Hope is Vital...But Is It Scalable?
In 1991, I founded a theater-based civic dialogue program in Washington, DC called Hope Is Vital. It brought a group of local teens and a group of HIV+ men who were receiving services at a center called Health Care for the Homeless into meaningful, productive collaboration with each other.
For 18 months, we created and conducted performance workshops all over the metro D.C. area for hundreds of young people focused on HIV/AIDS prevention and sexuality education. We worked at schools, youth shelters, correctional facilities, hospital drop-in clinics, churches, and afterschool programs.
After a period of challenging but immensely rewarding work, we felt that our approach—our model—could be useful in other places. The group gave me a mission: take our product, which was in fact a process, and try, at the age of 25, to head out into the world and spread the word.
Pre-email and pre-cellphone, I accepted the recklessly ambitious and well-meaning, impact-based, artistic necessity of scaling up. Community by community, program by program. I spent almost seven years doing that. I learned some things.
First, do the thing
In 1993, one of the first things I did was write Madonna a letter. I asked her to help fund our idea for a national network of programs like ours. Instant scalability via pop star. She was a big funder of HIV/AIDS prevention work back in the day, so it was only a half crazy gesture. Madonna did not write me back.
In addition, the absurdity of having to acknowledge, to myself and others, that my big plan started with a pop star and grandiose ideas about national presence before actually attempting to replicate our program in any specific place was a lesson.
After 20 years in the not-for-profit arts sector, what has become second nature to me now was, back then, a painful and scary revelation—you must put your primary energy into doing the thing, not into getting people to see how valuable doing the thing would be. The perception of value will come. And it will require its own hard work. But first, do the thing.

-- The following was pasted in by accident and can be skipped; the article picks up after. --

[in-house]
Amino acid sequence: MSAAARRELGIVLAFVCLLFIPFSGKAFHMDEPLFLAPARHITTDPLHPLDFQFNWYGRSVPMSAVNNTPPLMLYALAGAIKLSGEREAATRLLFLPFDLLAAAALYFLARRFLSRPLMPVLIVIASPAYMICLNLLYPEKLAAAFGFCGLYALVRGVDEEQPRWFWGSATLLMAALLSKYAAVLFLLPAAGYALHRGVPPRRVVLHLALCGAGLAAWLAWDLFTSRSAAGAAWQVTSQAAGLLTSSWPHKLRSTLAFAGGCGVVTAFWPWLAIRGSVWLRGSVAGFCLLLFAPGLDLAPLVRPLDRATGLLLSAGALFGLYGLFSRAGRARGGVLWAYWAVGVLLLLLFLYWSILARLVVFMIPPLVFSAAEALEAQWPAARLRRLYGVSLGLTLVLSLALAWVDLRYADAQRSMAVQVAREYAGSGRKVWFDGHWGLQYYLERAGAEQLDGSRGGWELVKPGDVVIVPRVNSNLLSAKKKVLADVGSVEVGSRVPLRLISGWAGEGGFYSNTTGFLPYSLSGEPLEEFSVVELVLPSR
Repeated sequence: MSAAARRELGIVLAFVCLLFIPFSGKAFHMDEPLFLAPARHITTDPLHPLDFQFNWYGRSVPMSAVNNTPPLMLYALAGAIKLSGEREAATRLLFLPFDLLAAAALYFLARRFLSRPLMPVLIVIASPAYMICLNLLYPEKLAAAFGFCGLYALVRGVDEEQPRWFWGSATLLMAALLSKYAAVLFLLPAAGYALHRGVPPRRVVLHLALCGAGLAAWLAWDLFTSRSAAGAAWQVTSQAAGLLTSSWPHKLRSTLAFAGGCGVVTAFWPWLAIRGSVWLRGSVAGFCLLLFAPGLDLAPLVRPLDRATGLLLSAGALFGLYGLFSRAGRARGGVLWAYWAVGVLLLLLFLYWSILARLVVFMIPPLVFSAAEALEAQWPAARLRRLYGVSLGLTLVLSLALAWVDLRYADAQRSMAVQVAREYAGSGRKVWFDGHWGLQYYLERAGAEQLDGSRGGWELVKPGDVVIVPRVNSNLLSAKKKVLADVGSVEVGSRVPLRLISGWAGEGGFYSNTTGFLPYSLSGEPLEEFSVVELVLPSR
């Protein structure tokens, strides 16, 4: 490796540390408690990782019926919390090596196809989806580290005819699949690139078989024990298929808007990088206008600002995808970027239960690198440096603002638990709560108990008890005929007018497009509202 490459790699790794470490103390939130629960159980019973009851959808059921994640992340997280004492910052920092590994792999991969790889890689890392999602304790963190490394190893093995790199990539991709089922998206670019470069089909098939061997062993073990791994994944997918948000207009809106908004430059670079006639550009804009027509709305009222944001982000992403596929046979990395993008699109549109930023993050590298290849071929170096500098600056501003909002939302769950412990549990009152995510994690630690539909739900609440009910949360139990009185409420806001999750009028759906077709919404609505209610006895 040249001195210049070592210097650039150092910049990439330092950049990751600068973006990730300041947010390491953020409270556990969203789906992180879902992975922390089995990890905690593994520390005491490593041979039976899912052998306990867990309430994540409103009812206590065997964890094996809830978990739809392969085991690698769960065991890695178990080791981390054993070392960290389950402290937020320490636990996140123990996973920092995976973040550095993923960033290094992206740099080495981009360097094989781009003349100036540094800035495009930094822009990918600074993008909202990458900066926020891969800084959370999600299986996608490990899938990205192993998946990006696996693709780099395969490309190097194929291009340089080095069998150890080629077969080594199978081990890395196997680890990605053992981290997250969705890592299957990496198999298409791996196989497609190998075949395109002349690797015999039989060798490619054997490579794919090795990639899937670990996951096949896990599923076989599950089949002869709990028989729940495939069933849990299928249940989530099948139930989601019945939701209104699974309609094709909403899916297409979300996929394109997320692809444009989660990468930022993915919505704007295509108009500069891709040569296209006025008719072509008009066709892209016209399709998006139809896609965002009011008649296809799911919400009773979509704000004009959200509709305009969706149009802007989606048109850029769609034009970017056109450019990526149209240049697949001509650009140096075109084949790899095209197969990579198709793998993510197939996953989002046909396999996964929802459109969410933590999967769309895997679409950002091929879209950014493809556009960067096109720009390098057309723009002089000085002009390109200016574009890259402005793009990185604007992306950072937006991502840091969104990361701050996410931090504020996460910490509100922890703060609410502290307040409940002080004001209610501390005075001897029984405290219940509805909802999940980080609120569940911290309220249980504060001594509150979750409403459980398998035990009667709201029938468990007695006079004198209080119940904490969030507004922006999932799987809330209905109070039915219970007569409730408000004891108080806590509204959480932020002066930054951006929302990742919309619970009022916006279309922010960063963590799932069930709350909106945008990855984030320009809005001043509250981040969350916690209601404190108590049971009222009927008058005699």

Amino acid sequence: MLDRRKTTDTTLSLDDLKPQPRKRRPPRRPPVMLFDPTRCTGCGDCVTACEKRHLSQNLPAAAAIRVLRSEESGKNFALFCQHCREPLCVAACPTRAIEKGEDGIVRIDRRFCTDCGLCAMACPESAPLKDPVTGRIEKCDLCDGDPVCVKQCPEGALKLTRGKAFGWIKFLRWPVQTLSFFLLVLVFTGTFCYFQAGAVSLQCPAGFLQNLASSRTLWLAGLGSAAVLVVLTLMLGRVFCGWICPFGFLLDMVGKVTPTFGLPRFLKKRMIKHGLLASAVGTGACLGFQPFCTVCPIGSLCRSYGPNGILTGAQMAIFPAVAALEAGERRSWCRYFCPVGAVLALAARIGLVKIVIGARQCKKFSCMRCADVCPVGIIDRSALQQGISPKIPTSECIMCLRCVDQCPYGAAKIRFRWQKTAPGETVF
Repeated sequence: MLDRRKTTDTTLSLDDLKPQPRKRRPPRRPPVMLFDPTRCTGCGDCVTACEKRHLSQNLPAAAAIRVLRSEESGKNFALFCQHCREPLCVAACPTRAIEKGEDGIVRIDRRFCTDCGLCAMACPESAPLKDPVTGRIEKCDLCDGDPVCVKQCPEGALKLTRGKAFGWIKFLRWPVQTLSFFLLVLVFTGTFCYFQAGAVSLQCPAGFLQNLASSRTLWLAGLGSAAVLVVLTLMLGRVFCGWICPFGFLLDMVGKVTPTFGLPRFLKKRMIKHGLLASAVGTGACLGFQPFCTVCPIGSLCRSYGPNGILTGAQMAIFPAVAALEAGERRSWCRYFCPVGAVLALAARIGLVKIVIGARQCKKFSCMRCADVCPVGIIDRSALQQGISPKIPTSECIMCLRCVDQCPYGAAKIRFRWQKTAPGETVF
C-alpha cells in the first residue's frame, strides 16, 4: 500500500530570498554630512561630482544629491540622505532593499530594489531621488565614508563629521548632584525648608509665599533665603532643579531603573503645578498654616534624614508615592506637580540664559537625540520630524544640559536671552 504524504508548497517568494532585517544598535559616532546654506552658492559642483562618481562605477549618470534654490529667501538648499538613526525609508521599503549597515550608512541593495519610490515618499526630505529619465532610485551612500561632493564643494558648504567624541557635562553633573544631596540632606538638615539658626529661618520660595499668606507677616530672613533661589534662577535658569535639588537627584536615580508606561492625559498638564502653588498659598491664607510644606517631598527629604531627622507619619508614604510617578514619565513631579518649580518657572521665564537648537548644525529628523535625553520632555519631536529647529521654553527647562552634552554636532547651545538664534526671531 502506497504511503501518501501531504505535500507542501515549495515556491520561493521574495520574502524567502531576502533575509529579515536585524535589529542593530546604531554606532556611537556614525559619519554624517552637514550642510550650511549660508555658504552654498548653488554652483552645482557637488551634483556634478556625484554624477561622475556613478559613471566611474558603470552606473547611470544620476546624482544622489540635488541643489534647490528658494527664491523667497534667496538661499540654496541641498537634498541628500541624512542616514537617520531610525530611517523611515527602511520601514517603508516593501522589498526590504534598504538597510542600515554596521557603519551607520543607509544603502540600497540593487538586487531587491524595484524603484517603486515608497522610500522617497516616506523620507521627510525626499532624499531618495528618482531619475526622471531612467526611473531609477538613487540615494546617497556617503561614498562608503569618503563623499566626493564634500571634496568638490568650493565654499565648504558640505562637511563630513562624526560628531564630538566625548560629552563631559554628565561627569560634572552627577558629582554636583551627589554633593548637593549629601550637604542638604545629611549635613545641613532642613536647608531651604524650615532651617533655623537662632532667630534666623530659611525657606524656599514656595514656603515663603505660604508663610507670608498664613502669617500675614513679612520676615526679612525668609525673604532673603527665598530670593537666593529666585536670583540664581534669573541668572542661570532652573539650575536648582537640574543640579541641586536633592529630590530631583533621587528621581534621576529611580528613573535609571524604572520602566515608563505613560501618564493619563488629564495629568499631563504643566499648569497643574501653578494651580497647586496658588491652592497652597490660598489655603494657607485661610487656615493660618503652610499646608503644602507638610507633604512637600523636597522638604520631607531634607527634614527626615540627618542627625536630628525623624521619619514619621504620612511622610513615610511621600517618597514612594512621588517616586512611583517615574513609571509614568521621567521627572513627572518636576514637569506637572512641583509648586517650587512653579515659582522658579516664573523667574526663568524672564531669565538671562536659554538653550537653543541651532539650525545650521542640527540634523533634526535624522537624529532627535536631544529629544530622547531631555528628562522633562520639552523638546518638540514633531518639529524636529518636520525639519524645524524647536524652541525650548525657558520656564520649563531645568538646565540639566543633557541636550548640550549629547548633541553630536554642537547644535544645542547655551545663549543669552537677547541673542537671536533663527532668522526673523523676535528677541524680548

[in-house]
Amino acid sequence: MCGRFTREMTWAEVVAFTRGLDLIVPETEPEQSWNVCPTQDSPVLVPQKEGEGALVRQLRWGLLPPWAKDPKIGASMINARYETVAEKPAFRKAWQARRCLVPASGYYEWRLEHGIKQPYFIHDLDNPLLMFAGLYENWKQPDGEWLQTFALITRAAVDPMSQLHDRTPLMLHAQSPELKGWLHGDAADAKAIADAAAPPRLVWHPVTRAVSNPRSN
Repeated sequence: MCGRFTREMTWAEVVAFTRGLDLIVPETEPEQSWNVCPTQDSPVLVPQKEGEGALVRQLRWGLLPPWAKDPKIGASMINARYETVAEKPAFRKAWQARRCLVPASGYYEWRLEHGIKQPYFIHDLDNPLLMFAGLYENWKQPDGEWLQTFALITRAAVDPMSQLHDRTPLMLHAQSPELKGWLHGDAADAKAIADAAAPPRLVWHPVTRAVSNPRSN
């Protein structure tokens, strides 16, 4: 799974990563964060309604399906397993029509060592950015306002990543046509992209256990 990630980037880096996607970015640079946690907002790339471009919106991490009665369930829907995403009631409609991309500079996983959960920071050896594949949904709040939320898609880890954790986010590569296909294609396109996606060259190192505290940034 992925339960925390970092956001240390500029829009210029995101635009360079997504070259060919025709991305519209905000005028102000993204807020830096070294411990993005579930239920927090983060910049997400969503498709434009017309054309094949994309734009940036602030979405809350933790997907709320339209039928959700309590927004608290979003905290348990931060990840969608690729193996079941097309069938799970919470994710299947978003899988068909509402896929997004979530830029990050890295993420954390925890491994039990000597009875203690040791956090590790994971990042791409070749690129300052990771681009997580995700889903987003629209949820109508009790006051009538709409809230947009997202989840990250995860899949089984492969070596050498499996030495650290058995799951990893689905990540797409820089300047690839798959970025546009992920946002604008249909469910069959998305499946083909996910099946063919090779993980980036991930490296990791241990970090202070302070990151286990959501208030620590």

I spent the summer and part of fall 1993 driving around the U.S. in a beat up Toyota Corolla.
I knocked on the doors of every arts council, theater company, college theater program, and high school I could find. I ran up almost $10,000 in credit card debt paying for Sprint long distance cards, constantly calling one town ahead to try and make appointments with anyone who seemed in charge of some place that might give my program a chance.
One day in mid-September, I was sitting in a parking lot at Capital High School in Santa Fe, NM. The principal had given me just five minutes of his time. No one at the local university would see me and I was low on gas money. It was New Mexico hot out and a man I had seen in the school office approached me with a soda.
He introduced himself as Bryan Fant, a teacher who, among other subjects, taught some theater classes. He’d gone in and asked the principal what I was doing there, got interested, looked at the brochures fresh from Kinkos that I had left on a desk, and followed me to my car. Bryan was curious, and he was generous. By the time the soda was gone, he had offered me a two week residency at the school, a room at his family’s house, and the promise of a paid teacher workshop for local educators if I was as skilled as I claimed to be.